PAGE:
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SINGAPORE BUDGET 2016

Uber and GrabCar drivers to be licensed by H1 2017

Their cars will have to be registered and they will be subject to a demerit point system to better protect commuters
Wednesday, April 13, 2016 - 05:50

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The rule changes affecting the chauffeured-services industry comprising players such as GrabCar and Uber follow a review and engagement with stakeholders.

Singapore

DRIVERS of ride-hailing apps such as Uber and GrabCar will need a licence to ply their trade by the first half of next year, and their private-hire cars will have to be registered with the Land Transport Authority (LTA).

Under these changes designed to better protect commuters' interests and in particular, their safety, drivers who wish to provide chauffeured services will have to apply for and obtain a Private-Hire Car Driver's Vocational Licence (PDVL). Both the PDVL and a tamper-evident decal, showing that the car has been registered with the authorities, will have to be displayed prominently.

The changes were announced in Parliament on Tuesday by Senior Minister of State for Transport Ng Chee Meng.

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Regulations for private-hire car drivers and vehicles come after a review of the chauffeured-services industry comprising players such as Uber and GrabCar, and engagement with stakeholders such as commuters, taxi drivers, private-hire car drivers, taxi companies, car-rental companies and chauffeured-services booking providers.

The LTA will take action against unregistered cars providing chauffeured services and private-hire cars which engage in unpermitted activities, such as picking up passengers via street-hail.

Anyone with a Class 3/3A driving licence and at least two years' experience may apply for a PDVL after a medical examination and background screening.

A private-hire car driver must either be employed as a driver in a limousine company, or be the registered owner of a chauffeured-services company.

As is the policy for self-employed taxi drivers, only Singaporeans can be registered owners of a chauffeured services company; non-citizens have to be employed by a limousine company.

Applicants must attend a 10-hour-long PDVL course and pass the requisite tests, after which there is a three-refresher course every six years.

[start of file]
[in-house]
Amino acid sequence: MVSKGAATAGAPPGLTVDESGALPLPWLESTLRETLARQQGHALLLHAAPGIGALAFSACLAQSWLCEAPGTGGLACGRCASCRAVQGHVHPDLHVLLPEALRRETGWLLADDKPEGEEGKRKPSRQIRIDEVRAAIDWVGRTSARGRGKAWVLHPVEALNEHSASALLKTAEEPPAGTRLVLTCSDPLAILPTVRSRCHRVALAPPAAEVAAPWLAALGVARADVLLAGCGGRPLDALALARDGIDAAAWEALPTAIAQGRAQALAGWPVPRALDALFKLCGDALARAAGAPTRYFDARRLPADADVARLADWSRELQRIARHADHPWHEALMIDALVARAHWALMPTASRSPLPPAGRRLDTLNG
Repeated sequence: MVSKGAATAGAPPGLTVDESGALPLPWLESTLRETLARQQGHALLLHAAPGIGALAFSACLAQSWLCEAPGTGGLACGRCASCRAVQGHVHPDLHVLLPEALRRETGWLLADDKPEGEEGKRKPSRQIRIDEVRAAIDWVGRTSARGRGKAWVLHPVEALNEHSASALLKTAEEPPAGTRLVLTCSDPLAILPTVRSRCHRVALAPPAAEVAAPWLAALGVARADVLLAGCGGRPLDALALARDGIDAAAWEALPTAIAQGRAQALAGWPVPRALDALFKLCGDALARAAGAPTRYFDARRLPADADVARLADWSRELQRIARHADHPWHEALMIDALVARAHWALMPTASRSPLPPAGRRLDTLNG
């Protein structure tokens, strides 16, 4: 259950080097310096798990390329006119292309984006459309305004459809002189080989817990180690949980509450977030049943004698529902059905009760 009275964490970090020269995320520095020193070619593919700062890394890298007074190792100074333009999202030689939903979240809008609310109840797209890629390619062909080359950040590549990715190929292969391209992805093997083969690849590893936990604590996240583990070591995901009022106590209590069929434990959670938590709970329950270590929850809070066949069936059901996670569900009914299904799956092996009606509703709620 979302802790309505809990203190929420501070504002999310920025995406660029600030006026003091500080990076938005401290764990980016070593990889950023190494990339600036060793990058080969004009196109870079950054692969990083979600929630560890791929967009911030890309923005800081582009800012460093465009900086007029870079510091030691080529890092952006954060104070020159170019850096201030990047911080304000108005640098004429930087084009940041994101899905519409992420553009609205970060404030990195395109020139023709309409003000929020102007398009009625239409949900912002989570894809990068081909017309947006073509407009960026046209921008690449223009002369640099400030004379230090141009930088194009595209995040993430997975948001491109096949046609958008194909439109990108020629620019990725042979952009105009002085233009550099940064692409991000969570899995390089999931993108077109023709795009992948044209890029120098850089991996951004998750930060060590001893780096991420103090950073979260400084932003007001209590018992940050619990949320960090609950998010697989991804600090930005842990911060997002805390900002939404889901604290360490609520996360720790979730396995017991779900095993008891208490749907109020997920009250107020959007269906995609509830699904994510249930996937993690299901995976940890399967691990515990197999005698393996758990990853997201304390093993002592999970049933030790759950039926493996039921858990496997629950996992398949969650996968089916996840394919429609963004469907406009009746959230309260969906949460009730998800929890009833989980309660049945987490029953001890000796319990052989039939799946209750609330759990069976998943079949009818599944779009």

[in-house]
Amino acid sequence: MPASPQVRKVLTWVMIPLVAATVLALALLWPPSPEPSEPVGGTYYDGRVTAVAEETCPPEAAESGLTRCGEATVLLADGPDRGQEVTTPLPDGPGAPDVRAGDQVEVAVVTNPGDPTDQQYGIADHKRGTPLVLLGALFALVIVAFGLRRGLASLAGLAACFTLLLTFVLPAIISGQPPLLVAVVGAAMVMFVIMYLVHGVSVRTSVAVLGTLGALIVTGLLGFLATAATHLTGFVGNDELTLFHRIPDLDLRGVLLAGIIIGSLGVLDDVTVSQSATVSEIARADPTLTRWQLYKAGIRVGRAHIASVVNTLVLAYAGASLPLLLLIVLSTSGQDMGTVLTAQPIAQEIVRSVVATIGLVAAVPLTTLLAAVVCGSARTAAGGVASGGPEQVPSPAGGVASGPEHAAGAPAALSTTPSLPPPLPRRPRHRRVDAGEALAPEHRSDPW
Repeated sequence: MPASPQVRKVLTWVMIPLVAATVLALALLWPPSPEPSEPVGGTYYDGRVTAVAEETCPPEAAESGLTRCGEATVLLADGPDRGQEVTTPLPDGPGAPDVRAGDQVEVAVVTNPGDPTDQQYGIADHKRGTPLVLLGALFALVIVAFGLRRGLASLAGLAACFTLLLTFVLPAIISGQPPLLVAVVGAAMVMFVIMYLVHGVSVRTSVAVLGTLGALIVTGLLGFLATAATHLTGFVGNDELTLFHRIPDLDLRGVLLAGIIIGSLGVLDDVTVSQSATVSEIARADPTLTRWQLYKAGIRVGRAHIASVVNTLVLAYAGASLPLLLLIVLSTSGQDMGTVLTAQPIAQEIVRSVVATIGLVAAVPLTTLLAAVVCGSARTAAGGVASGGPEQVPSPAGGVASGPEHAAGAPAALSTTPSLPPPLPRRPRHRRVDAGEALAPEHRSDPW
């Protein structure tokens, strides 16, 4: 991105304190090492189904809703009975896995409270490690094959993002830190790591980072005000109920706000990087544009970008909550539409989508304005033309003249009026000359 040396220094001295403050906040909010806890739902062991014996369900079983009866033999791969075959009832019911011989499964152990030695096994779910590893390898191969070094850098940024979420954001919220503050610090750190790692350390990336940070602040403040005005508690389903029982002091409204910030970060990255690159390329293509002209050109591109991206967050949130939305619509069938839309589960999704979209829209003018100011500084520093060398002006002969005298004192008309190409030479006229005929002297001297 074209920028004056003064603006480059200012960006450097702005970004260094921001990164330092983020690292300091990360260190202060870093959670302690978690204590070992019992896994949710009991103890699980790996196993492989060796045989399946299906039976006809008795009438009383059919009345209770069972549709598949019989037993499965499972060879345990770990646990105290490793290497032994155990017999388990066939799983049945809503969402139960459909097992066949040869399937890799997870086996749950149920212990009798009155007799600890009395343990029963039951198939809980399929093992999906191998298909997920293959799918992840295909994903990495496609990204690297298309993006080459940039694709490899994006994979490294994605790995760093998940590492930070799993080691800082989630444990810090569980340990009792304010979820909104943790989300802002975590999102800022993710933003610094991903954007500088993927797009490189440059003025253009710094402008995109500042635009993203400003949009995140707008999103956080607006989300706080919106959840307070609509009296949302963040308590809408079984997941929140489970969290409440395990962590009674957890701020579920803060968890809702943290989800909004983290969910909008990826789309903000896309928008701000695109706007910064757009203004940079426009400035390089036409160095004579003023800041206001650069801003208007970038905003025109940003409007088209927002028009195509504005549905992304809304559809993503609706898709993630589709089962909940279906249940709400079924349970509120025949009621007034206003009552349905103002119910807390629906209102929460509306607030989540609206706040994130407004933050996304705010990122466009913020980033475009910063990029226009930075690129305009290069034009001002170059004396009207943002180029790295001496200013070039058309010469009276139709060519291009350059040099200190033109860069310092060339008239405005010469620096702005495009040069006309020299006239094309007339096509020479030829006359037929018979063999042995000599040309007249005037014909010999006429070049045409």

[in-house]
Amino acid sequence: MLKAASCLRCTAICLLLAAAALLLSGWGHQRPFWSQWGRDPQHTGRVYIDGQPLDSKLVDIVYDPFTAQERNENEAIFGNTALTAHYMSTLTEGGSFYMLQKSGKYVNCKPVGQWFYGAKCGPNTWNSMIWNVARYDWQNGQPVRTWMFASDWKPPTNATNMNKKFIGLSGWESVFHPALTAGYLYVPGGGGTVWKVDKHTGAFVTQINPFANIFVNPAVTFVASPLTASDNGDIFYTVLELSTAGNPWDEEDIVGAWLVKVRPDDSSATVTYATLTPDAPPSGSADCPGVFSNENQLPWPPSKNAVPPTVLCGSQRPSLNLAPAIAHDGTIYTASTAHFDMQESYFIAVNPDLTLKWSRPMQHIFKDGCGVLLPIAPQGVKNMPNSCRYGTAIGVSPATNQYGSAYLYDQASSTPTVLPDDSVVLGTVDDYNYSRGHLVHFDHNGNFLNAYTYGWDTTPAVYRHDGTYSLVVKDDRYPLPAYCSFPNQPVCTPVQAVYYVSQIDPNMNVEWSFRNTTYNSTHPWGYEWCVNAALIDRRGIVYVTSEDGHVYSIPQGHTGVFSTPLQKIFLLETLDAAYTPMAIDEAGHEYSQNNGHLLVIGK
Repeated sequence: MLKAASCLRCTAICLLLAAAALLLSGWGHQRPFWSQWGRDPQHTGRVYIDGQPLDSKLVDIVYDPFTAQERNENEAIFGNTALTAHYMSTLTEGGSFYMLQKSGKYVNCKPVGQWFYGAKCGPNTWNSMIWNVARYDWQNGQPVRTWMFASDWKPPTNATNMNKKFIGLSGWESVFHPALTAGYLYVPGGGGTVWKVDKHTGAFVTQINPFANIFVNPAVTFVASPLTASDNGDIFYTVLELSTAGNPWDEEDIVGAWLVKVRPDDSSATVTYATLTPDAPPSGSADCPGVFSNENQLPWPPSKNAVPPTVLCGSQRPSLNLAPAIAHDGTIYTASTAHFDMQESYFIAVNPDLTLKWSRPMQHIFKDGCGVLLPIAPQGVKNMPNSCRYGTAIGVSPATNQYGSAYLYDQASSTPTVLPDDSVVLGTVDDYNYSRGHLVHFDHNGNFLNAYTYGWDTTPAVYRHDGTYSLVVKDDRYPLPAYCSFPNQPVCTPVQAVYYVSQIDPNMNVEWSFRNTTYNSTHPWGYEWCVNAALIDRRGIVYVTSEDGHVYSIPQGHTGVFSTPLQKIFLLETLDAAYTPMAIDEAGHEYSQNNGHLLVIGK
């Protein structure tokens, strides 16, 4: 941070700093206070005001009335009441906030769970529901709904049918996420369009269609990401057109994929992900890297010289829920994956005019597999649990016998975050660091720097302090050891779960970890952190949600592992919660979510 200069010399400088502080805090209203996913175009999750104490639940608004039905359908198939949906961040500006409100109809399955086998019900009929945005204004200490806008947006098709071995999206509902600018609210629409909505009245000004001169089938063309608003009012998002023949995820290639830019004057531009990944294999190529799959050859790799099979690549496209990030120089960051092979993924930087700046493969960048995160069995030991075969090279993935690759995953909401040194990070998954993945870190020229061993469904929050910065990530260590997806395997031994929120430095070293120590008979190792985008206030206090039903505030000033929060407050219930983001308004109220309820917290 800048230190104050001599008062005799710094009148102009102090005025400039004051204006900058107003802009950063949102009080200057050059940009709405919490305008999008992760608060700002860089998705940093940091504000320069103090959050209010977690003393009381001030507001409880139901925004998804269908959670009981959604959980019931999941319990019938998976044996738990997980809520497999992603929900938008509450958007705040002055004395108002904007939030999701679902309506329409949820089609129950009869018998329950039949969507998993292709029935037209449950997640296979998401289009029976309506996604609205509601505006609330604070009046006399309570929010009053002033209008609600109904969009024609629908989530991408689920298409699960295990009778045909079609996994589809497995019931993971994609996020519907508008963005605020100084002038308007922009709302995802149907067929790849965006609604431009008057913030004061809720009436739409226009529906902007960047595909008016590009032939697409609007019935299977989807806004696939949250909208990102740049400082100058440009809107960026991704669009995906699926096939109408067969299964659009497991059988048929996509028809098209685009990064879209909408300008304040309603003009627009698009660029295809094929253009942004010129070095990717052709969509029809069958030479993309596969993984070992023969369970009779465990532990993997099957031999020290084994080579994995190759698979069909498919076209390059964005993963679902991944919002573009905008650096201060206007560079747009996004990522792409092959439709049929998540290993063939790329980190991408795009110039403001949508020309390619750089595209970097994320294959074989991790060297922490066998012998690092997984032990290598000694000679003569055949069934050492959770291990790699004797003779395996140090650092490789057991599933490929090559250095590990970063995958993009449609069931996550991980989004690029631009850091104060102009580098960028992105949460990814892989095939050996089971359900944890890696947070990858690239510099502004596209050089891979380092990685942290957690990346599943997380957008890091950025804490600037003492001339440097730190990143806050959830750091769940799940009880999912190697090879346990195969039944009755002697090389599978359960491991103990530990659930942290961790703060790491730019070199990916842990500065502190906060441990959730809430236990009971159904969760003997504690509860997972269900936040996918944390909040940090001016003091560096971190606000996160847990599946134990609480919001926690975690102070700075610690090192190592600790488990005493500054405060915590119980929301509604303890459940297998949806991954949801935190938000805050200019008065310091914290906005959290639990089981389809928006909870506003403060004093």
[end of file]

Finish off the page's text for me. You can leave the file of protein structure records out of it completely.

They will be subject to a demerit point system called the Vocational Licence Points System (VLPS).

Taxi drivers holding a Taxi Driver Vocational Licence (TDVL) who want to convert this licence to a PDVL require only a two-hour briefing on the regulations for chauffeured services.

The National Taxi Association (NTA), responding to the changes, said it is glad that the Ministry of Transport acknowledges the safety and security concerns of commuters with regard to private-hire services.

But it added that bolder steps are needed to review the taxi regulations to ensure fair competition, especially those pertaining to cost structures and pricing flexibility.

The association said in a statement that this is "to level the playing field between taxi services and private hire services", and added: "There is a need to evolve with technology to promote greater efficiency and encourage optimal usage of our taxi and private-hire fleets."

NTA executive advisor Ang Hin Kee, in the association's proposal on the review of private-hire services submitted to the Ministry of Transport last November, had said that commuters should be protected with a clear and transparent accountability system provided by the private-hire services, so that there is proper recourse in accidents and disputes.

Mr Ang suggested that the 250 km daily minimum mileage required of taxi vehicles, for example, be removed, and new tools and technology such as third-party apps adopted to improve on availability-management and price monitoring.

"The NTA believes that the service quality standards for taxis and private-hire services should be harmonised," said the proposal.

Meanwhile, the ride-hailing service Grab said it is aligned with the government's efforts "to create a sustainable transportation ecosystem in which private-hire vehicles are a trusted and reliable transport option and co-exist with taxis, benefiting and protecting both passengers and drivers' interests".

Lim Kell Jay, head of Grab Singapore, said: "We view these regulations as an endorsement of private-hire cars and a positive development for the industry as a whole."

He added that Grab currently has a "robust driver registration, training and ratings and vehicle-inspection framework in place, and is in favour of any regulations that complement these".

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